• Focus on a plant-based diet
  • Eat magnesium-rich foods or take a magnesium supplement

For fatigue, ask your healthcare provider to check for nutritional deficiencies. Correcting those is an easy place to start. 

Certain herbs and nutrients may increase your energy levels or help you sleep. It can be hard to get enough through diet alone, though. Supplements can be a more consistent and reliable method. However, there is little in the way of hard research that proves supplements will give you more energy or improve your sleep. If you're thinking of taking a supplement, talk to your healthcare provider first, only take the recommended dosage, and watch for side effects and drug interactions.

For energy, you may want to try:

Supplements that may help with sleep include:

Note that magnesium is in all of the above lists, which could make it an ideal supplement for treating constipation and fatigue.


You and your healthcare provider should look over your current medications and supplements. Something may be causing or contributing to your symptoms. If so, you may want to adjust your dosage or switch to a different medication.

You have a few medication options for treating constipation:

Talk to your healthcare provider about the proper way to use laxatives. If you over-use them, they can make constipation worse.

Fatigue can be treated with medications that keep you awake, those that help you sleep, or both. Stimulant medications include:

You can get sleep aids OTC or by prescription. Prescription sleep medications include:

Antidepressants are sometimes used to improve sleep, as well. These include:

However, although these medications may help you get to sleep, they may make your constipation worse.

Sleep Schedule

Improving your sleep schedule can relieve fatigue, and maybe constipation, too. A study suggests sleeping for longer or shorter periods than average can increase constipation rates.

To get better sleep, you can establish a few healthy habits:

  • Go to bed and get up at the same time each day, including days off.
  • Create a quiet, dark, relaxing bedroom.
  • Keep the temperature comfortable.
  • Leave electronics (TVs, computers, tablets, phones) out of the bedroom.
  • Don’t have large meals, alcohol, or caffeine before bed.
  • Get exercise during the day, but not close to bedtime.

If these steps don’t help, talk to your healthcare provider about the possibility of sleep disorders.


You may be able to prevent bouts of constipation. Things to try include:

  • Getting enough fiber and fluids in your diet
  • Exercising regularly
  • Trying to move your bowels at the same time every day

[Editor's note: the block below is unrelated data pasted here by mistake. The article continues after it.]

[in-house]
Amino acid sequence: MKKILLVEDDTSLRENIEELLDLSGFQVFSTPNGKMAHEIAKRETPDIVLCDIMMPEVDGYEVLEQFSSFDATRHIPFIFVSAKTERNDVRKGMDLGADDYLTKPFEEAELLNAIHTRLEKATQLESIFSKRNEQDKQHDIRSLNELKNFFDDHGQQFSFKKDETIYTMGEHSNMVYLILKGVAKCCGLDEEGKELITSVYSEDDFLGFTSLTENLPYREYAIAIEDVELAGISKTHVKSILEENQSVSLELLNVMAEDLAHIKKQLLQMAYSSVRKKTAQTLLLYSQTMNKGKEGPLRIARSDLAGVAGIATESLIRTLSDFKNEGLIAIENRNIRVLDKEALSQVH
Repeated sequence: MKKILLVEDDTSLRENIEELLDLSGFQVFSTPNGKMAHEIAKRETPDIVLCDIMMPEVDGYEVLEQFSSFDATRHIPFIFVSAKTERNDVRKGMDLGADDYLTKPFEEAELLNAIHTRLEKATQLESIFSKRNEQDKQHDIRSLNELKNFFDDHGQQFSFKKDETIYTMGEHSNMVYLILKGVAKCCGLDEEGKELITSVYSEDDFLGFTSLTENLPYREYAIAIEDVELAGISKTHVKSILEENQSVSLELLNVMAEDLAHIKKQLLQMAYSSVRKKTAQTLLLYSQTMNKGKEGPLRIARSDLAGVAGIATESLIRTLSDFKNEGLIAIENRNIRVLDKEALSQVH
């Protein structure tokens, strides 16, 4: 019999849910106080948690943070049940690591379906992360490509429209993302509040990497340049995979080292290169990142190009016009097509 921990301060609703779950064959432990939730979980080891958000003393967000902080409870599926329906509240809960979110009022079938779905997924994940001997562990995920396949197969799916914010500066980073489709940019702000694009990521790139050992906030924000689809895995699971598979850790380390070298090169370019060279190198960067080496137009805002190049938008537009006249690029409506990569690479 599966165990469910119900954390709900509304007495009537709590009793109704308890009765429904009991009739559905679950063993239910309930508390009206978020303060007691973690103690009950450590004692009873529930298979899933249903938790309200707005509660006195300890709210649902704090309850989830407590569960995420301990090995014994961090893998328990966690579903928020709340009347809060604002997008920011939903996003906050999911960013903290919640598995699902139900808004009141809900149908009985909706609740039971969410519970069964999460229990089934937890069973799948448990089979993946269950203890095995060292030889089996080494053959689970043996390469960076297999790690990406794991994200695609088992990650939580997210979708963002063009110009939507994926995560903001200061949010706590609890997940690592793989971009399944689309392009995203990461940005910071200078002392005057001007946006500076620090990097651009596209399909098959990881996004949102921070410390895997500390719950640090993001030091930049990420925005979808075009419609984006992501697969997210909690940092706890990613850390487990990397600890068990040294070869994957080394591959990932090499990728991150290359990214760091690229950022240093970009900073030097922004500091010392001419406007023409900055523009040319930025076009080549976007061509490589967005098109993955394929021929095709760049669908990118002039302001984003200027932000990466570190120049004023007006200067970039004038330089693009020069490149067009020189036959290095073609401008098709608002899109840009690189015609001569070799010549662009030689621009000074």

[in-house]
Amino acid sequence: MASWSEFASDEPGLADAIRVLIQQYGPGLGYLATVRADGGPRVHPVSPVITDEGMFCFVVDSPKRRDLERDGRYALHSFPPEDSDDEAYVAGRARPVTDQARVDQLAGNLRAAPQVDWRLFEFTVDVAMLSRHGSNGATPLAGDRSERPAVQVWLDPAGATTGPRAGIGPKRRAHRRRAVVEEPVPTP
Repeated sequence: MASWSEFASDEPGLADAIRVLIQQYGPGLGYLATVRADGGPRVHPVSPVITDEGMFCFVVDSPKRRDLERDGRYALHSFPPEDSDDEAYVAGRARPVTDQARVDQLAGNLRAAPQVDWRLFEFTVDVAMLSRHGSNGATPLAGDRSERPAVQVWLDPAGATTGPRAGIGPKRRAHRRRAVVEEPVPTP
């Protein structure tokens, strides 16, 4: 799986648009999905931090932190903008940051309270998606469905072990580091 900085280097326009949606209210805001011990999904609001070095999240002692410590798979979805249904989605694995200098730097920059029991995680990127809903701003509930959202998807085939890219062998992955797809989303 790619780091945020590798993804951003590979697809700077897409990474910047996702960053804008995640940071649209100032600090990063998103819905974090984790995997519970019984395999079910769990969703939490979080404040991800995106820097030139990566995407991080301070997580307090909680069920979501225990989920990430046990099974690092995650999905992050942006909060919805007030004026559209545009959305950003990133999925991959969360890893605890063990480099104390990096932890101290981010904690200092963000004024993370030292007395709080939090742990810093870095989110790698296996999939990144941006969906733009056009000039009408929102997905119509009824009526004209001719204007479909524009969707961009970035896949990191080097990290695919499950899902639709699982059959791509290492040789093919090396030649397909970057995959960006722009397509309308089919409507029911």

• Not ignoring the need to have a bowel movement

When to See a Healthcare Provider

You should get medical attention for constipation plus:

  • Rectal bleeding
  • Bloody stools
  • Constant abdominal pain
  • Inability to pass gas
  • Vomiting
  • Fever
  • Low back pain
  • Unintended weight loss

Also, make an appointment if your constipation doesn’t clear up with self-care. If you have a family history of colon or rectal cancer, always get constipation checked out.


Constipation and fatigue are symptoms of many medical conditions. They can also be caused by malnutrition, dehydration, and medications. Treatment involves dietary changes, supplements, medications, and better sleep habits. Prevention involves fiber, hydration, being active, and going when you need to.

Don't just live with constipation and fatigue. See a healthcare provider to figure out what's causing them and if you have prolonged or severe symptoms.

Frequently Asked Questions

  • Can constipation cause depression or general malaise?

    Constipation usually doesn’t cause depression or other mood disorders, but constipation and depression may go together. Research suggests it’s because they both involve low serotonin levels or activity.

  • Does constipation make you gain weight?

    No, constipation doesn’t cause weight gain—at least, it doesn’t make you gain fat. Temporarily, your weight may go up simply because you have a lot of stool in your intestine. Once it’s out, you’ll be back at your pre-constipation weight.

  • Why am I constipated even though I drink plenty of water?

    Constipation has many possible causes, not just dehydration. You may not be eating enough fiber, getting enough activity, or sleeping well. All those things can contribute to constipation.